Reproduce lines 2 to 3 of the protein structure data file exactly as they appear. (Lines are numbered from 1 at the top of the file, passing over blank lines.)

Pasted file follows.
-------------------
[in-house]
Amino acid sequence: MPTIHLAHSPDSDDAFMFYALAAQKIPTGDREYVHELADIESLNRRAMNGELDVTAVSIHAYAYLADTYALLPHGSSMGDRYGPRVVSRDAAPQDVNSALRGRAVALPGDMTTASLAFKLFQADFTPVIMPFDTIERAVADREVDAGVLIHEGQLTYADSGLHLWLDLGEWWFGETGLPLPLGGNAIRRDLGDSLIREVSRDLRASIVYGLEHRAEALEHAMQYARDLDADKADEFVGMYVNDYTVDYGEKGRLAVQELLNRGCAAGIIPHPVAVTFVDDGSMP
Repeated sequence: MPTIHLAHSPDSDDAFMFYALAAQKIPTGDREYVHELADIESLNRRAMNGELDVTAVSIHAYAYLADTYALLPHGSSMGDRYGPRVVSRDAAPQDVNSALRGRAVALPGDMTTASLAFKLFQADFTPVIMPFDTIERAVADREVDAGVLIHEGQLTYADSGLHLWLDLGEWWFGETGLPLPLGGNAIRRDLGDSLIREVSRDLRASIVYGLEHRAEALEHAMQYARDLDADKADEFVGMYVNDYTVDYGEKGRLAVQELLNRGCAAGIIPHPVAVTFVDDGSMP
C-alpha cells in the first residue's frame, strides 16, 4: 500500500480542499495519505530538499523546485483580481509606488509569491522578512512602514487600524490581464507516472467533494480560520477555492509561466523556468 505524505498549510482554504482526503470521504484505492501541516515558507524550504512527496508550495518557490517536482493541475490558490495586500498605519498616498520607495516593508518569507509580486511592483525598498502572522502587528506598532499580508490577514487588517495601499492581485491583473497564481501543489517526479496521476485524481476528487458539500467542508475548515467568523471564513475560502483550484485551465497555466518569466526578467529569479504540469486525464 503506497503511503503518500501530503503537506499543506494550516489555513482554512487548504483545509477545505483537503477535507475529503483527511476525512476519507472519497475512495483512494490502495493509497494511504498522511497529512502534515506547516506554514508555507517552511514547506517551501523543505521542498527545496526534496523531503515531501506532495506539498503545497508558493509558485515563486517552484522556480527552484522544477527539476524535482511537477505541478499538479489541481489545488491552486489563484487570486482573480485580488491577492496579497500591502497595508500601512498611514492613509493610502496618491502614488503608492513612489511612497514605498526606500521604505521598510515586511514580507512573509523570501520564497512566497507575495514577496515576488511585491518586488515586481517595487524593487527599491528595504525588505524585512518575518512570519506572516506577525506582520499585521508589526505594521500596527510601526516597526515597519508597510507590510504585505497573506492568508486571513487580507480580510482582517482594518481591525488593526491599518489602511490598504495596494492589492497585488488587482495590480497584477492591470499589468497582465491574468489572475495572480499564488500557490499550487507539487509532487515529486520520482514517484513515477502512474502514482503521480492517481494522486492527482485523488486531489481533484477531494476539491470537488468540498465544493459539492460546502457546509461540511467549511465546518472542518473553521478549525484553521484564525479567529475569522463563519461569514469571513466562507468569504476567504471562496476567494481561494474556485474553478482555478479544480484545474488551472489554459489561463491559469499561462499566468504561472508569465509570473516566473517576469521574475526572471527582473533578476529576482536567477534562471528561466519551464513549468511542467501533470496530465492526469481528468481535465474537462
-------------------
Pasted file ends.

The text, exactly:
Amino acid sequence: MPTIHLAHSPDSDDAFMFYALAAQKIPTGDREYVHELADIESLNRRAMNGELDVTAVSIHAYAYLADTYALLPHGSSMGDRYGPRVVSRDAAPQDVNSALRGRAVALPGDMTTASLAFKLFQADFTPVIMPFDTIERAVADREVDAGVLIHEGQLTYADSGLHLWLDLGEWWFGETGLPLPLGGNAIRRDLGDSLIREVSRDLRASIVYGLEHRAEALEHAMQYARDLDADKADEFVGMYVNDYTVDYGEKGRLAVQELLNRGCAAGIIPHPVAVTFVDDGSMP
Repeated sequence: MPTIHLAHSPDSDDAFMFYALAAQKIPTGDREYVHELADIESLNRRAMNGELDVTAVSIHAYAYLADTYALLPHGSSMGDRYGPRVVSRDAAPQDVNSALRGRAVALPGDMTTASLAFKLFQADFTPVIMPFDTIERAVADREVDAGVLIHEGQLTYADSGLHLWLDLGEWWFGETGLPLPLGGNAIRRDLGDSLIREVSRDLRASIVYGLEHRAEALEHAMQYARDLDADKADEFVGMYVNDYTVDYGEKGRLAVQELLNRGCAAGIIPHPVAVTFVDDGSMP